Two teenage boys stood in a shaded yard in Crozet, messing with the settings on a digital camera while their actor leaned patiently against a tree a few yards away.

Another four boys, about the same age, stood quietly in the background, some taking notes, others just waiting.

Turning from the camera, Zach Beck, a junior at Louisa County High School, explained the delay.

“We’re just waiting for the sun to come out a little bit,” he said, then turned back to the shot.

Beck was taking his turn Saturday directing a public service announcement he and the others conceived, wrote and shot to benefit the nonprofit Sexual Assault Resource Agency.

Working with Light House Studio, a nonprofit that teaches filmmaking, the boys had come together from across Central Virginia to shoot the spot. They had begun the process three weeks earlier by selecting SARA’s application from more than a dozen they vetted.

SARA’s application, and their mission, stood out to the group of 10th- and 11th-graders.

“We chose it because we felt that it would be a good topic to do a PSA about, it was something that was maybe more deserving because of how serious the topic is,” said Western Albemarle High School junior Nathaniel Clauss.

Afton Christian School sophomore Drew Heilman agreed.

“We decided that it’s a message that really needs to be heard,” he said. “We wanted to just try and portray that in film.”

For Sheri Owen, director of outreach for SARA, the fact that six high school boys chose her or-ganization is inspiring news.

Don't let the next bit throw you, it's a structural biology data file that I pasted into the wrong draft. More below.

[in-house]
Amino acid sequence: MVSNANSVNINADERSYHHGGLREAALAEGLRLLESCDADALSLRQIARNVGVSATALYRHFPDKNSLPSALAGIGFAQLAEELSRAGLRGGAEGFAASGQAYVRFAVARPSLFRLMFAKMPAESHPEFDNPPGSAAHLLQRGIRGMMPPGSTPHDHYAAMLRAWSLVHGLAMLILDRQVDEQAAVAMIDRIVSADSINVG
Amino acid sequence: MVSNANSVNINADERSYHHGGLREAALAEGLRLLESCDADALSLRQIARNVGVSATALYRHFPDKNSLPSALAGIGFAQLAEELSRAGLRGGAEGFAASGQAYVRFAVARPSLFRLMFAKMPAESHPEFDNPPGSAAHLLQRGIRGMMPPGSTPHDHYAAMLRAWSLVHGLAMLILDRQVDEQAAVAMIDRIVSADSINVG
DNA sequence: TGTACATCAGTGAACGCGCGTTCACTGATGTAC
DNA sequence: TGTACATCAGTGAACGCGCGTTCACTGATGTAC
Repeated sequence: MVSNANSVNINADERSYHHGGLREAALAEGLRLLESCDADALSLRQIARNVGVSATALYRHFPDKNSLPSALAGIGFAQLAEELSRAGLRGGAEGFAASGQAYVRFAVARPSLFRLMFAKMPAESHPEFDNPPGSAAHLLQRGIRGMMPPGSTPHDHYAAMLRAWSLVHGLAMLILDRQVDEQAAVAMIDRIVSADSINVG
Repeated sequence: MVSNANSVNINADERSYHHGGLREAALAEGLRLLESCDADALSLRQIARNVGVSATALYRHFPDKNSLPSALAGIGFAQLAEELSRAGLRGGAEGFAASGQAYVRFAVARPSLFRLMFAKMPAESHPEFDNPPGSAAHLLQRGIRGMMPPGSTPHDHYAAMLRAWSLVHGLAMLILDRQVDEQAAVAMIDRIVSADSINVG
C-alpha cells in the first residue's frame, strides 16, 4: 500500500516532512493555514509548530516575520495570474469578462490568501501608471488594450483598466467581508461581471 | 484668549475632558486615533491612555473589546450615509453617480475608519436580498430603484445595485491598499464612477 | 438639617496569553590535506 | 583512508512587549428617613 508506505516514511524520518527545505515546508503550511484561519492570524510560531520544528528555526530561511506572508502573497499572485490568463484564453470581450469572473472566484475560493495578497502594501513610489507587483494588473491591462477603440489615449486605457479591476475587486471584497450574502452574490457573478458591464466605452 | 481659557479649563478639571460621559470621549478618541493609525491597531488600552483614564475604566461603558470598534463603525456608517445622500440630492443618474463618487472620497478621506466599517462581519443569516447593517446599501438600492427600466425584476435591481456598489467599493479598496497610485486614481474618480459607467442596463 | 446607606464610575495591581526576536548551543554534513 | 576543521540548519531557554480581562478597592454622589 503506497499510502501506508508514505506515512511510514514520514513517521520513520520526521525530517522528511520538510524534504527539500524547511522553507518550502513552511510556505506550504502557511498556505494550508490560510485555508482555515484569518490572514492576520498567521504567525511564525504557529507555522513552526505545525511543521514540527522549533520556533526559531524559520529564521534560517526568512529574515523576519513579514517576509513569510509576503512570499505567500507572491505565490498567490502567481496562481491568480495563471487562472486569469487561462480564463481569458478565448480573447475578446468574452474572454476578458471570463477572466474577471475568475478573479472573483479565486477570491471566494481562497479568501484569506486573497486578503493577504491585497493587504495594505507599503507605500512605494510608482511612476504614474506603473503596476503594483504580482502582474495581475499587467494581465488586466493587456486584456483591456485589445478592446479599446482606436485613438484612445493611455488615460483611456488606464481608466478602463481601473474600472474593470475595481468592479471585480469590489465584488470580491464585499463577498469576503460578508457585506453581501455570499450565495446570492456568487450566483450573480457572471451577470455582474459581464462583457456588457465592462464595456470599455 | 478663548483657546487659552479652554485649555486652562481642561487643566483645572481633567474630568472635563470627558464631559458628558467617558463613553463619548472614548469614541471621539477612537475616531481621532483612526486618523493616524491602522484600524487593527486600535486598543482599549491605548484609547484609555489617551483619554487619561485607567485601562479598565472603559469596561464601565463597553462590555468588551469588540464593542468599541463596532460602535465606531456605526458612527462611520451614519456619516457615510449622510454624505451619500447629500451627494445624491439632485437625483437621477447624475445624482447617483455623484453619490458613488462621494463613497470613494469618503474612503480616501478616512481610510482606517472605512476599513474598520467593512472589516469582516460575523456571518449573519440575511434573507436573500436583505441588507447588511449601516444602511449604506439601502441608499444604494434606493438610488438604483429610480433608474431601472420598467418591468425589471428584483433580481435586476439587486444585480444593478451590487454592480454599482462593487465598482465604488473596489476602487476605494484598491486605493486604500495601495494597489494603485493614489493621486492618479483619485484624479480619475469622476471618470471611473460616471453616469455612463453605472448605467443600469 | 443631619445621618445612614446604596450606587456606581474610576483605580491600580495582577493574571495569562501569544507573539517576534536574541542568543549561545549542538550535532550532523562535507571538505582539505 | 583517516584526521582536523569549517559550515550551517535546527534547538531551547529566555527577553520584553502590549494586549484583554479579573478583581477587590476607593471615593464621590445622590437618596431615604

“We were just so honored and thrilled to be chosen,” Owen said. “To see that we were chosen by six young men, I was even more blown away.”

Light House Studio has been gathering Virginia high school students for the PSA workshop for seven years, said program director Zoe Cohen.

The students volunteer for the project based on their interest in film, and every step of the process is up to them, she said.

The students evaluate the applications, vote for the winner, then do set design, script writing and storyboarding with input from Cohen and Light House staff.

On shoot day, Cohen takes a back seat.

“Production is actually my favorite because that is when you see a lot of students really light up,” she said. “They are in charge of everything, and I kind of step back and act as a producer, just making sure things run smoothly.”

On Saturday, that meant everything from instructions on loading up a fresh camera battery and guidance on shot framing to coordinating the lunch break pizza order.

On set, the boys rotated roles from shot to shot, giving each some time and experience direct-ing, shooting, assisting production and doing sound and set design. Skill and experience varied across the group.

“I came here to broaden what I already know,” Heilman said. “This is my first video that would be classified as a PSA, and I haven’t worked on anything of this scale before.”

For Beck, shooting live-action subjects is a new world. His background is still photography, he said.

Renaissance School junior Clark McGuire is most comfortable with animation but took on the project to test his skills in live action.

The final product, which will be ready sometime in March, will feature five actors, all of whom worked as volunteers on the project.

TJ Ferguson, a Central Virginia native whose acting has taken him as far as New York City, played a male victim calling the SARA hotline.

“It is difficult, because with males there is this machismo, so, like, admitting that something like this happened, I think it would be tough, personally,” he said.

Preparing for the role was challenging, Ferguson said.

“You just have to try and put yourself in that person’s shoes. Just go to that dark place,” he said.

Clauss said he felt good about working on a topic he thinks is important.

“It’s a message that really needs to be heard,” he said.